It was early 2016. I was living in Ames, Iowa, during my last semester as a journalism major at Iowa State University, and the wildest presidential race (I hope) of my lifetime was unfolding before my eyes. People on campus as well as the rest of the state were bitterly divided. Everyone appeared to be on edge anytime the topic of "the next president" came up in conversation.
The Hawkeye State is a very strange place to be during an election cycle. As a swing state and the first to make its call for who it supports as presidential nominees, presidential candidates roam through Iowa for what seems like weeks at time. Even a town of 6,000 like the one I'm from might find Barack Obama speaking at a local park or visiting your high school (yes, these things really happened).
- Courtesy Tiffany Biehl
- Election season is serious in Iowa—one of six states doing caucuses this election cycle. Here's my super dope aunt in front of her self-painted Obama Mobile, which she used to drive around Iowa registering voters.
Generally, I'm not very political—I don't necessarily enjoy discussing candidates with other people or talking about government. It feels divisive. But I am a big believer in choosing right over wrong, which is the reason I vote. It's also the reason why in 2016, as a proud Iowan, I chose to caucus for the first time.
What happens at an Iowa caucus? Other than being one of the craziest events to occur every four years, it's also a form of debate, a public forum and a really neat part of the election process. You can look at it as a very different take on the process of choosing presidential nominees via primary, like Oregon does.
This year, the Iowa Democratic and Republican caucuses both take place on Feb. 3. Caucuses are held in public locations, or precincts—schools, churches, libraries, etc. The location you go to is decided by your place of residence, so there's a good chance you'll see some familiar faces at your location. (For the first time ever, Iowa will be offering the opportunity for people to attend one of 87 different satellite caucuses this year.)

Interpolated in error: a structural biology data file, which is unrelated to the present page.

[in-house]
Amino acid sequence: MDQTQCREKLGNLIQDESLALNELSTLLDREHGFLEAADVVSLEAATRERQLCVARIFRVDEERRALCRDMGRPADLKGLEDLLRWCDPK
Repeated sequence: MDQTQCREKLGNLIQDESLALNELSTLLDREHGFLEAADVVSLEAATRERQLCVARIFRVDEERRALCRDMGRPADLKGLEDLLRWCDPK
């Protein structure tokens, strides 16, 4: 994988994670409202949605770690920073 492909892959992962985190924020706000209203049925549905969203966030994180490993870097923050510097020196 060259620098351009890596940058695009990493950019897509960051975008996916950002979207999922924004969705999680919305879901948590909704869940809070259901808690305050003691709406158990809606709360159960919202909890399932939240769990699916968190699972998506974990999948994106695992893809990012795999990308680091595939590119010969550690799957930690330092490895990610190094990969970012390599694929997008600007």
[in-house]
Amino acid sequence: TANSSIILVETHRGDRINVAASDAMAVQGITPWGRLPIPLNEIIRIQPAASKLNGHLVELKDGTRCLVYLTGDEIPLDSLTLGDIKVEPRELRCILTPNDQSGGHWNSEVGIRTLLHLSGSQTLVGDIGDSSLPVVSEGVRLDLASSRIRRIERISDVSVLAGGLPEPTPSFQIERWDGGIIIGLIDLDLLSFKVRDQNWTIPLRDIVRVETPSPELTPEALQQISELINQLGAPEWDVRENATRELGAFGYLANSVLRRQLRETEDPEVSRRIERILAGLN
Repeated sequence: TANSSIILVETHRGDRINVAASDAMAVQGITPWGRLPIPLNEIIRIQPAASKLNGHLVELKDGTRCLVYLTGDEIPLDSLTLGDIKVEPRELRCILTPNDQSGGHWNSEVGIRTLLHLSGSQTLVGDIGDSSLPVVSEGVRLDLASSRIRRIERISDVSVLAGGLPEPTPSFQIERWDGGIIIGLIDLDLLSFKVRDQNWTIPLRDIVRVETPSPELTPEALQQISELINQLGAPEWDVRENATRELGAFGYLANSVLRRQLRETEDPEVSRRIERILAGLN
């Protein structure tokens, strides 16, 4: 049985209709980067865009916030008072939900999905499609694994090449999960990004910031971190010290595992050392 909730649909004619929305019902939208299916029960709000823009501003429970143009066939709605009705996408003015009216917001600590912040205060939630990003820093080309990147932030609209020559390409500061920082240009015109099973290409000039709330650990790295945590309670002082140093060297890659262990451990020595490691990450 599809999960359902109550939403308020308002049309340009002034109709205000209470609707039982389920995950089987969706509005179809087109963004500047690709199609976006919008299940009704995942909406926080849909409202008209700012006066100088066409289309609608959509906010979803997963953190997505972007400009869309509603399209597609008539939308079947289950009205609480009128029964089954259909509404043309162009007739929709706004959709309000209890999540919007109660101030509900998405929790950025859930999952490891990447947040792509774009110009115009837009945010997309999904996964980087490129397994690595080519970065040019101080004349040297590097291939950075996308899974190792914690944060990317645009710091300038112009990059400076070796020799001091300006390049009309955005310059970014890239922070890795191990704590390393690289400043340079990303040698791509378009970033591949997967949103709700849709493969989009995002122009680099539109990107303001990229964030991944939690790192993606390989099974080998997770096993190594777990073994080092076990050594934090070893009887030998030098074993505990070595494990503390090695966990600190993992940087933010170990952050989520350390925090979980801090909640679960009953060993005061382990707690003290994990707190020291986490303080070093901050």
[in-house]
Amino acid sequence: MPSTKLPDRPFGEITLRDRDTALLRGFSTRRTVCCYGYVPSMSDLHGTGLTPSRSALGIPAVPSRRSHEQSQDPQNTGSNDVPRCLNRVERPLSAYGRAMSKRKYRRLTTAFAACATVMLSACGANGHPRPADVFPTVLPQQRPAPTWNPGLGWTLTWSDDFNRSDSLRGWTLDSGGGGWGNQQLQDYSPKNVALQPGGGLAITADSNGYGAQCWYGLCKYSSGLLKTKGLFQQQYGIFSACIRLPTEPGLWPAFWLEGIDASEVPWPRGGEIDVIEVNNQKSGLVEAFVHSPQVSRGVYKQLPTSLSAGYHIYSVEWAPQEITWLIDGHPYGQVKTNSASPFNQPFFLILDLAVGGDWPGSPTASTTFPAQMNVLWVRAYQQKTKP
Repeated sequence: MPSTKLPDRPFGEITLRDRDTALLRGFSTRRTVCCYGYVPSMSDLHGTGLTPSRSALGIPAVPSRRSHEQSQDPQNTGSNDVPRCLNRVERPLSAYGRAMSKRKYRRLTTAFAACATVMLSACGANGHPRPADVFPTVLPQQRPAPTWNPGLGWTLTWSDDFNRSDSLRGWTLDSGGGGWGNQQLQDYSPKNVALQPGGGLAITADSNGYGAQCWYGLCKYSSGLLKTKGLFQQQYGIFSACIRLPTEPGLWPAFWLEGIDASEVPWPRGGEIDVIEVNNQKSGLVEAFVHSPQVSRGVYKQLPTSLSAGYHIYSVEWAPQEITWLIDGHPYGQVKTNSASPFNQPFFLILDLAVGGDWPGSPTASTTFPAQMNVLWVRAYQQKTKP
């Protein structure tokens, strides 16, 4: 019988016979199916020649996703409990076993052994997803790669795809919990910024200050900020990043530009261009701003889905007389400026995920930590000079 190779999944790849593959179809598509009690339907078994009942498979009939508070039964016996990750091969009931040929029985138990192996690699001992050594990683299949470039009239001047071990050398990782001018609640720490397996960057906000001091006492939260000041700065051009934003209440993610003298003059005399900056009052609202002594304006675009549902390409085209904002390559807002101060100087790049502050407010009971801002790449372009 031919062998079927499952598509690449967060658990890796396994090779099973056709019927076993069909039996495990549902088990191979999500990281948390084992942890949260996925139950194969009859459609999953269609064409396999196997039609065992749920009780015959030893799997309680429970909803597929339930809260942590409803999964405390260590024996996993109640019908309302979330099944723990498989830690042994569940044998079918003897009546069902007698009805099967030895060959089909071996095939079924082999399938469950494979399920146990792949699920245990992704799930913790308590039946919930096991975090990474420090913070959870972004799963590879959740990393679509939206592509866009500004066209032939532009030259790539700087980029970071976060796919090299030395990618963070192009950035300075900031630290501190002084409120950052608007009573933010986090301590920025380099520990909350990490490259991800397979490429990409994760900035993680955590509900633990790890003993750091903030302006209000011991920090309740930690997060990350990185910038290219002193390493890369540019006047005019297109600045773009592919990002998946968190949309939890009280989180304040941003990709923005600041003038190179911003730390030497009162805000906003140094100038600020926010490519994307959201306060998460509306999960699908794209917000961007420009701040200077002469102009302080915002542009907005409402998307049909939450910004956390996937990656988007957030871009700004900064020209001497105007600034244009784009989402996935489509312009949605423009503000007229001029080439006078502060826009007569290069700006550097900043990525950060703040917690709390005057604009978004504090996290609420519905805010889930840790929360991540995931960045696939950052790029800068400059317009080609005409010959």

Inside a Democratic caucus, people form groups based on the candidate they want to vote for, and those who are undecided can become a group as well. Once in groups, everyone is counted. You must be a "viable group" to be considered to win the delegates—viable meaning at least 15% of the count, sometimes more in smaller precincts. In a Republican caucus, people instead cast ballots, or even a conduct show of hands in less-populous areas—making for a simpler and quicker process.
If your first choice for a candidate wasn't viable, then you may switch to join a viable group—or people can try to persuade others from non-viable groups to join theirs instead. If you go with the latter approach as an already non-viable group, you're risking the chance of not having enough numbers to become viable for the final count, thus forfeiting your chance to send delegates elsewhere.
It's this part of the Iowa caucuses that is truly fun. You're basically guaranteed to have someone giving their all for a candidate who doesn't really have a shot (which is totally fine), or someone angrily spewing about the numbers of a rival candidate.
In 2016, my friend Jake and I caucused for Bernie Sanders—and with it being a college town, so were plenty of other students. We had the largest group by far at our caucus location, but that didn't stop a lady from standing on the cafeteria table and pleading for a candidate whose name I cannot remember, or a different woman from the Hillary Clinton group yelling at us for "electing Trump." At an Iowa caucus, you never really know what you're going to get, and emotions are often on full display.
One thing I'll take away from the experience is the pure excitement when someone from a non-viable group joined our side. A strange form of camaraderie developed with people I had previously never met—but that's the kind of thing that happens when you're attending a passionate event. It's sort of like a concert, just with way more politics involved.
In a small Iowa town like mine, caucusing can reveal a lot about the people in the community. You see what people support and what others are willing to compromise. Sure, this can definitely make it awkward the next time you go to the grocery store—or you can look at it in a positive light, and be glad people are actively participating in this kind of discussion.
While I'm now a proud Oregon voter, the caucus process is one I wish more people had the opportunity to try. It's a rare process that not a lot of people can say they've done. If anything, you might get to write about it in your local newspaper one day, enlightening those who have only voted for party presidential candidates via primary.